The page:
Malaysia: Scientists call for caution as deadly box jellyfish found off Penang’s coast

arnold loh The Star 8 Oct 17;

GEORGE TOWN: Two species of the deadly box jellyfish, previously not thought to exist here, are breeding in the sea around Penang.

Their venom causes Irukandji Syndrome, which includes severe hypertension, extreme lower back pain, nausea, vomiting, intense cramps, breathing difficulty and heart failure.

While not as lethal as the Australian Box Jellyfish (Chironex fleckeri), which can kill an adult human in three minutes, they are still life-threatening to young children, the elderly and the frail, said marine biologist Sim Yee Kwang.

He said the current population density of the two species – Chirop­soides buitendijki and Mor­bakka sp. – in Penang is two in every square kilometre of the sea up to 400m from the shoreline.

Sim, who is a scientist in the Cen­tre for Marine and Coastal Studies (Cemacs) under Universiti Sains Malay­sia, has been combing the coastline of Teluk Bahang, Batu Ferringhi, Tanjung Bungah, Tanjung Tokong on the island and Pantai Bersih in Butterworth every two weeks since July to catch jellyfish.

The largest box jellyfish was caught 200m from the shore of Pantai Bersih in Butterworth, measuring 18cm from end to end of its cube-shaped body.

Cemacs director Prof Datuk Dr Aileen Tan said box jellyfish were not thought to be in Penang.

“These are invasive species. Most likely, their larvae were carried to our waters in the ballasts of cargo ships,” she said.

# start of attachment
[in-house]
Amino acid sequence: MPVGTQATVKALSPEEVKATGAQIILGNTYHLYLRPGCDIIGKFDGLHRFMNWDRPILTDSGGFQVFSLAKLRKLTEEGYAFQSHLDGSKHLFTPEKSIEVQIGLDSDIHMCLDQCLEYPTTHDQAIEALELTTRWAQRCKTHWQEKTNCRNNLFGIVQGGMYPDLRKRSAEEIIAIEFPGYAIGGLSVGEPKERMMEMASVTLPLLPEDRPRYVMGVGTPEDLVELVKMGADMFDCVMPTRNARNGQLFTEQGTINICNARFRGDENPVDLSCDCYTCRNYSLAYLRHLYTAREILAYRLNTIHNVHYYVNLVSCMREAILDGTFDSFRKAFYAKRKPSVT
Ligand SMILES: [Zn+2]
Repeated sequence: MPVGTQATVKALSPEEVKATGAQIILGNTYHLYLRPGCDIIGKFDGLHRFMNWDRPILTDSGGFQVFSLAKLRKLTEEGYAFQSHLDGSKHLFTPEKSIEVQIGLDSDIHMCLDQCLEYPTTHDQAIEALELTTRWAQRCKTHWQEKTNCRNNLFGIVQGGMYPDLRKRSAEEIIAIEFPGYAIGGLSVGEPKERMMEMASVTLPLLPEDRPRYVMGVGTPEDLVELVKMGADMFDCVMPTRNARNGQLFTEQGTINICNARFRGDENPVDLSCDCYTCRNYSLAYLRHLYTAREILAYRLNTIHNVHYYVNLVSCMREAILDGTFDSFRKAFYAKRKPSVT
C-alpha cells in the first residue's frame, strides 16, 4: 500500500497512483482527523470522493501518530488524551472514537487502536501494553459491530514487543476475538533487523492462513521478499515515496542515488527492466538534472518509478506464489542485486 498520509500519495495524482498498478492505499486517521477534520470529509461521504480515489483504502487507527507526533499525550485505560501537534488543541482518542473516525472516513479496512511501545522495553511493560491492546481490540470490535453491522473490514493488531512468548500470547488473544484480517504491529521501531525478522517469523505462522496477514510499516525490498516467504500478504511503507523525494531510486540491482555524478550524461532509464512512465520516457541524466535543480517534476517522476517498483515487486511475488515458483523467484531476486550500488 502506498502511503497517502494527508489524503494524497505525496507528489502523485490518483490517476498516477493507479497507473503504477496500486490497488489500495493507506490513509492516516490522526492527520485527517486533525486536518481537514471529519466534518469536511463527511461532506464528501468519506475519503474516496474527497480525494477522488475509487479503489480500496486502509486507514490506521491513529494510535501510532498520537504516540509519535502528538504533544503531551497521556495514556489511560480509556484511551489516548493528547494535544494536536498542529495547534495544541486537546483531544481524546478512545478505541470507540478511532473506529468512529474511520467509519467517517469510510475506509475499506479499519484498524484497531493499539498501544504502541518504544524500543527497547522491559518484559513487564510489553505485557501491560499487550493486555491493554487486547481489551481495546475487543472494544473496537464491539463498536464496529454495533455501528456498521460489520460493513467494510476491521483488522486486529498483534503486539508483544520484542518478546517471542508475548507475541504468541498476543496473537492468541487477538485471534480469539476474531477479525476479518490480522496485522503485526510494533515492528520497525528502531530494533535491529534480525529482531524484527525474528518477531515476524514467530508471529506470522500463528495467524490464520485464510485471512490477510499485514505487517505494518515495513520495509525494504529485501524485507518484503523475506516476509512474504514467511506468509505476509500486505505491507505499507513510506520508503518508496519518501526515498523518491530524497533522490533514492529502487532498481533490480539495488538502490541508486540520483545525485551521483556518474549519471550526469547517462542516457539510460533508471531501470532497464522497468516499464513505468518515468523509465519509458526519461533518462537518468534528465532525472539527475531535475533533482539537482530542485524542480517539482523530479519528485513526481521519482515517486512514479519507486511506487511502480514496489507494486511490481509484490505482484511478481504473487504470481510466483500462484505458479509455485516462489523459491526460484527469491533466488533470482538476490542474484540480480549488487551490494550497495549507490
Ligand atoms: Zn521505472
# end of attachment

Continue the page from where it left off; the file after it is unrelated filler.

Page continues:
She said unpredictable weather that significantly changed the sea’s temperature and salinity may trigger a bloom of the deadly jellyfish around Penang and also throughout the Strait of Malacca.

She said it is vital to develop a reporting mechanism of jellyfish sting victims in hospitals soon.

“We need to track cases of Iru­kandji Syndrome in hospitals to troubleshoot and monitor the spread of box jellyfish,” Dr Tan said.

She added that five years ago, she interviewed a fish farmer who was stung by a jellyfish while cleaning his open sea fish farm cages.

“He told us that in five minutes, he had difficulty breathing and was warded for several days.

“We suspected it was Irukandji Syndrome but did not have the data to confirm it,” Dr Tan said.

In February, a 12-year-old boy swimming in Teluk Bahang was stung by a jellyfish and went into a coma for three days.

Expert: Treat stings with vinegar, not urine or water
The Star 8 Oct 17;

GEORGE TOWN: Never use urine to ease a jellyfish sting.

The best first aid treatment is vinegar, said Centre for Marine and Coastal Studies (Cemacs) director Prof Datuk Dr Aileen Tan.

“Vinegar will stop any stingers still stuck on the victim’s body from firing more venom,” she said.

She also said not to wash the affected part with freshwater.

“Stingers are microscopic. They are inside the nearly invisible tentacles of a jellyfish, which could still be stuck on a victim’s body.”

Dr Tan said now that two box jellyfish species are breeding in Penang, tourism players need to do more to ensure public safety.

She said medical practitioners must be alert to the possibility that victims may have had a brush with a box jellyfish and develop Irukandji Syndrome.

She said Cemacs, under Universiti Sains Malaysia, is planning a workshop on dealing with jellyfish on Dec 4 for anyone invol­ved in sea or beach activities in Penang.

The facilitators will include international experts attending the Harmful Jellyfish Sampling Protocol and Data Analy­sis In The Western Pacific workshop from Dec 5 to 6.

Visit for details.